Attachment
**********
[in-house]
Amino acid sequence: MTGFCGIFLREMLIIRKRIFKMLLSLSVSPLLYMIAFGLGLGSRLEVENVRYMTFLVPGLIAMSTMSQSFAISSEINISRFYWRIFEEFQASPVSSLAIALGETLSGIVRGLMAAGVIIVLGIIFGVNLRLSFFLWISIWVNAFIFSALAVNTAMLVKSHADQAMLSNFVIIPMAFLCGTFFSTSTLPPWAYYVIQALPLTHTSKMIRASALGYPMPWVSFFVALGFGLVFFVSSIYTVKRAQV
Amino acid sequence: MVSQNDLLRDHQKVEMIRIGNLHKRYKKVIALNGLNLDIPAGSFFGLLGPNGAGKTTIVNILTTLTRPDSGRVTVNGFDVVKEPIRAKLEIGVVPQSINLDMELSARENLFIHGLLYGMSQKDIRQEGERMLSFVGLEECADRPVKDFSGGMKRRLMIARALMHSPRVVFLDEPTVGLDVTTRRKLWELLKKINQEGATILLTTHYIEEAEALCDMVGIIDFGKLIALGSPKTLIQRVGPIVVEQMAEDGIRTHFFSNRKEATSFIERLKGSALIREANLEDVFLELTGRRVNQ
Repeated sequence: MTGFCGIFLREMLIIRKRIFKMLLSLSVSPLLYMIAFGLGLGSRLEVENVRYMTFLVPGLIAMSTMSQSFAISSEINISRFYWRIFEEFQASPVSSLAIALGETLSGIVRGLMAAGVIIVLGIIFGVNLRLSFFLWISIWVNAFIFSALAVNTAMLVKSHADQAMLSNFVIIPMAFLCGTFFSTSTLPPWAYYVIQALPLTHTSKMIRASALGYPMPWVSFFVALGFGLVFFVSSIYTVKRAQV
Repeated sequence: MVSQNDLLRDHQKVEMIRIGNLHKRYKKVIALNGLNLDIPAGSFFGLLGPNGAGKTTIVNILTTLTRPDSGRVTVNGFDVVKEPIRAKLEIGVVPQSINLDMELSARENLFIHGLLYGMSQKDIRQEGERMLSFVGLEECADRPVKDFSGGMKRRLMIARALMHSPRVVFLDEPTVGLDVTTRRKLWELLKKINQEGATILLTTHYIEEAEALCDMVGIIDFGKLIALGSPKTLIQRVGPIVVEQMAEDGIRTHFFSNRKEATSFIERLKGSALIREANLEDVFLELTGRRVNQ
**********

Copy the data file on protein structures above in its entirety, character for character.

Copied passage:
[in-house]
Amino acid sequence: MTGFCGIFLREMLIIRKRIFKMLLSLSVSPLLYMIAFGLGLGSRLEVENVRYMTFLVPGLIAMSTMSQSFAISSEINISRFYWRIFEEFQASPVSSLAIALGETLSGIVRGLMAAGVIIVLGIIFGVNLRLSFFLWISIWVNAFIFSALAVNTAMLVKSHADQAMLSNFVIIPMAFLCGTFFSTSTLPPWAYYVIQALPLTHTSKMIRASALGYPMPWVSFFVALGFGLVFFVSSIYTVKRAQV
Amino acid sequence: MVSQNDLLRDHQKVEMIRIGNLHKRYKKVIALNGLNLDIPAGSFFGLLGPNGAGKTTIVNILTTLTRPDSGRVTVNGFDVVKEPIRAKLEIGVVPQSINLDMELSARENLFIHGLLYGMSQKDIRQEGERMLSFVGLEECADRPVKDFSGGMKRRLMIARALMHSPRVVFLDEPTVGLDVTTRRKLWELLKKINQEGATILLTTHYIEEAEALCDMVGIIDFGKLIALGSPKTLIQRVGPIVVEQMAEDGIRTHFFSNRKEATSFIERLKGSALIREANLEDVFLELTGRRVNQ
Repeated sequence: MTGFCGIFLREMLIIRKRIFKMLLSLSVSPLLYMIAFGLGLGSRLEVENVRYMTFLVPGLIAMSTMSQSFAISSEINISRFYWRIFEEFQASPVSSLAIALGETLSGIVRGLMAAGVIIVLGIIFGVNLRLSFFLWISIWVNAFIFSALAVNTAMLVKSHADQAMLSNFVIIPMAFLCGTFFSTSTLPPWAYYVIQALPLTHTSKMIRASALGYPMPWVSFFVALGFGLVFFVSSIYTVKRAQV
Repeated sequence: MVSQNDLLRDHQKVEMIRIGNLHKRYKKVIALNGLNLDIPAGSFFGLLGPNGAGKTTIVNILTTLTRPDSGRVTVNGFDVVKEPIRAKLEIGVVPQSINLDMELSARENLFIHGLLYGMSQKDIRQEGERMLSFVGLEECADRPVKDFSGGMKRRLMIARALMHSPRVVFLDEPTVGLDVTTRRKLWELLKKINQEGATILLTTHYIEEAEALCDMVGIIDFGKLIALGSPKTLIQRVGPIVVEQMAEDGIRTHFFSNRKEATSFIERLKGSALIREANLEDVFLELTGRRVNQ